A Visit to Vanity Fair, by Alan Jacobs
Because of his uncommonly fine use of language and the gracious character which emerges from his work, Alan Jacobs, who teaches English at Wheaton College in Wheaton, Illinois, has always struck me as someone who could be both entertaining and enlightening on almost any subject. This book certainly supports that evaluation.
On topics ranging from the life and times of Bob Dylan to the comparative value of "Bible dowsing" (seeking spiritual direction from a Bible haphazardly opened), Jacobs wanders through ideas drawn from a number of recently published books, and along the way creates engaging digressions of his own.
Most of these essays were originally book reviews, which may be the reason for the book's most significant weakness. Too often an essay's range seems circumscribed by the requirements of evaluating the book, or books, Jacobs has read. At best, however, the work he reviews (many of these review essays were originally published in First Things) becomes the occasion for his own novel ramblings on related issues of our time and culture.
The book includes a centennial retrospective of the work of C. S. Lewis; an acerbic indictment of American feel-goodism; a gracious defense of Harry Potter; a personal look at the English poet Donald Davie; a challenge to publishers and readers/parents not to excise R-rated narratives from children's Bibles; and a moving meditation on a balloon at the bedside of a dying friend. This and more--much more.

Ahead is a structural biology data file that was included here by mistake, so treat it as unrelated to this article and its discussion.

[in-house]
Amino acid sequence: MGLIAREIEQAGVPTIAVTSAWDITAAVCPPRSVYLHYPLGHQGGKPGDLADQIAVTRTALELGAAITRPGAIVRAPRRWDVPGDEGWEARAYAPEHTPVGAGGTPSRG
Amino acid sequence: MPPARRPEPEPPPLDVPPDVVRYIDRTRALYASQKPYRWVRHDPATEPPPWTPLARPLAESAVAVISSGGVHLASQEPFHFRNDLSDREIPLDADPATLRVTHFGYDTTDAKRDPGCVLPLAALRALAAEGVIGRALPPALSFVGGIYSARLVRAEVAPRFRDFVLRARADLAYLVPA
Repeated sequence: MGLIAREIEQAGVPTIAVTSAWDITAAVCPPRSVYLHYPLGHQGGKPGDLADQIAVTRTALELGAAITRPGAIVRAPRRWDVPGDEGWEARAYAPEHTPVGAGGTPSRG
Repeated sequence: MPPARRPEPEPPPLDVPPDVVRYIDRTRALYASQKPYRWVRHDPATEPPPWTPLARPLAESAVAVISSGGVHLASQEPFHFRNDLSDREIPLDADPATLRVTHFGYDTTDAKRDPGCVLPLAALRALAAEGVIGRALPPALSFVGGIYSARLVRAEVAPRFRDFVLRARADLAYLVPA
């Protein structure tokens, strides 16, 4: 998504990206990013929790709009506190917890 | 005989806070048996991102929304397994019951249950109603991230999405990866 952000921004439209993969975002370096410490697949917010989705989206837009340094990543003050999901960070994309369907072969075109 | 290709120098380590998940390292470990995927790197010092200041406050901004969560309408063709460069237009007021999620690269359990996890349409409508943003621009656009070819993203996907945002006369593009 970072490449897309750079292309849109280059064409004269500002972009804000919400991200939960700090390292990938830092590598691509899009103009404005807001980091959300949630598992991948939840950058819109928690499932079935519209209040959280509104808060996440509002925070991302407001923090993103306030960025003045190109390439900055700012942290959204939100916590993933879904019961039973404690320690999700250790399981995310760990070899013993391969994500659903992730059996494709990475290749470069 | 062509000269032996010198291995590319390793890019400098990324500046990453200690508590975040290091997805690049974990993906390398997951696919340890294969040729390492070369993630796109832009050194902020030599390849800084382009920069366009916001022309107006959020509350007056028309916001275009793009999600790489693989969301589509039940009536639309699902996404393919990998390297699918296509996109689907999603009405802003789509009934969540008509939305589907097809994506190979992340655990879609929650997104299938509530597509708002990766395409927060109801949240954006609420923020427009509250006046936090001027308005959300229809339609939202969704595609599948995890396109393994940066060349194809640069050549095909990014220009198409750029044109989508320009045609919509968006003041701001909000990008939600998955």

Jacobs wants to call these forays into our culture "moral essays," in the tradition of Samuel Johnson, Joseph Addison, Richard Steele and, later, George Orwell and C. S. Lewis--all of whom believed, as Jacobs does, that "there is a moral code that all human beings should, and almost all do, recognize."
Jacobs likes the word "moral" but eschews "moralism" or "moralistic"; he does not intend to preach, in part because of the nature of the essay form itself, "with its intrinsically exploratory character, its reluctance to say the last word on anything." The essay is perfectly suited for intellectual wandering, structured, as it is, like an afternoon's excursion into ideas and issues, an exploration into what we see around us and know within.
Almost by definition, the moral essay is a slow and contemplative medium, almost dinosaur-like in an MTV world. Nonetheless, A Visit to Vanity Fair makes abundantly clear what Steven Spielberg's films have shown: dinosaurs can be remarkably fascinating. Jacobs does much to reestablish an endangered species, in part because it is simply a blessing to be in the company of a writer whose expansive interests are expressed so gracefully.
"I suspect," Jacobs says at the end of his preface, "that in the right hands [the moral essay] can become the ideal vehicle for moral reflection in a postfoundational age." He hopes his book will prompt others to "read these scattered pieces and find in them a few tools appropriate to this great task."